Many people would like the freedom of travelling on their own but don’t feel comfortable exploring Africa solo off the beaten track. Travelling in a group can give you a false sense of security and if you are cautious and keep a few basics in mind, there is no reason why you cannot travel Africa in one vehicle.
Group travel may provide you with enjoyable company but can jeopardise your independence and spoil your trip if you have to continuously compromise on routes, the schedule, places you wish to visit and things you want to do.
After our solo return trip from Cape Town to Ethiopia we still prefer travelling on our own, simply because that gives us the freedom to plan our route and stay-overs the way we enjoy them, even to the point where, once on the road for the day, we can easily deviate from our plan.
If you consider overlanding on your own, it is important that you keep the following in mind:
You must be able to navigate
There is virtually no unexplored country remaining in Africa, most areas are highly populated and roads, tracks and footpaths abound. So whilst it’s true that ‘all roads will eventually lead to home’, it helps to know where you are and which route will best get you to your destination.
If you are going off the beaten track then be sure to have all available maps: paper maps, Open Street Maps on your electronic device and off course the available Tracks4Africa maps on paper, your tablet/iPad/smartphone and your GPS. No map can be perfect as things change all the time, so the more information you have, the better, even if they just provide you with the names of villages ahead. Armed with these, you can usually get directions from the locals.
You will also need a good sense of direction as you should always ‘second guess’ your GPS and make sure that it is indeed taking you in your intended direction. Being able to determine north from the position of the sun is a good start, but remember to take a little more care north of the equator.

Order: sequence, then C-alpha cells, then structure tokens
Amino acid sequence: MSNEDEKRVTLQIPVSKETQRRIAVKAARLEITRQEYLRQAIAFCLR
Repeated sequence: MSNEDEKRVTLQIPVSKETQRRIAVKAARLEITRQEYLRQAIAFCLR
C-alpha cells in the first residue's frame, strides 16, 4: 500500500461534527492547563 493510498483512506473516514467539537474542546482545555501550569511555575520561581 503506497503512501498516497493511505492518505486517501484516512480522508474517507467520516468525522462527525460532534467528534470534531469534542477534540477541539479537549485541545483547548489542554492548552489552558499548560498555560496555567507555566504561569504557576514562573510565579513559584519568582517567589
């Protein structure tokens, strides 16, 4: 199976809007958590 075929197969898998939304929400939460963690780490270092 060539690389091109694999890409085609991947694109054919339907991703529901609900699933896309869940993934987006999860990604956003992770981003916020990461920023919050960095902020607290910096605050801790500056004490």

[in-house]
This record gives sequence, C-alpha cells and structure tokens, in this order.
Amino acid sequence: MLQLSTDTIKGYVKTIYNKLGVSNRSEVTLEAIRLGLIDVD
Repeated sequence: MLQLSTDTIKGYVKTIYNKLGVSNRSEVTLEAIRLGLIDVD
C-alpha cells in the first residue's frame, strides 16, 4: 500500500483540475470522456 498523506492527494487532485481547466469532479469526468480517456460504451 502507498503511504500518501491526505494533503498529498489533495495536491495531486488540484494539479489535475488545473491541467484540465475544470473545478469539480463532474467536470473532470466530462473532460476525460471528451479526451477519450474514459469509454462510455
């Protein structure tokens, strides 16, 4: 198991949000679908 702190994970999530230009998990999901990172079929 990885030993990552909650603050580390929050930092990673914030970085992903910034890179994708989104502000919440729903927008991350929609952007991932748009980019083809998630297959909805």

You must have a reliable vehicle
You must have a fully reliable vehicle and have it checked thoroughly prior to your departure. You should also do a bush mechanics course and carry the necessary spares and tools to get the job done – either yourself or by the first mechanic that you can find. (The deeper you go into Africa, the more likely it is that the mechanic will not have all the tools that he needs.)
You must be self-sufficient
If you do an overland trip you will have to be self-sufficient. Always carry enough surplus water and food for a week and be prepared to be severely inconvenienced if you get stuck or break down. Don’t rely on a satellite phone to get you out of trouble in far off places unless you have pre-arranged some form of support (just about impossible in Africa).
Be prepared to rough it
There are many established campsites, lodgings and overland hubs in Africa but if you have a sense of adventure and want to go off the beaten track you have to be prepared to rough it.
Distances between established campsites are often large and the routes slow due to road conditions. As it is not advisable to drive at night in Africa, mostly because of animals and people, you will often have to be prepared to stay overnight out of an existing camp.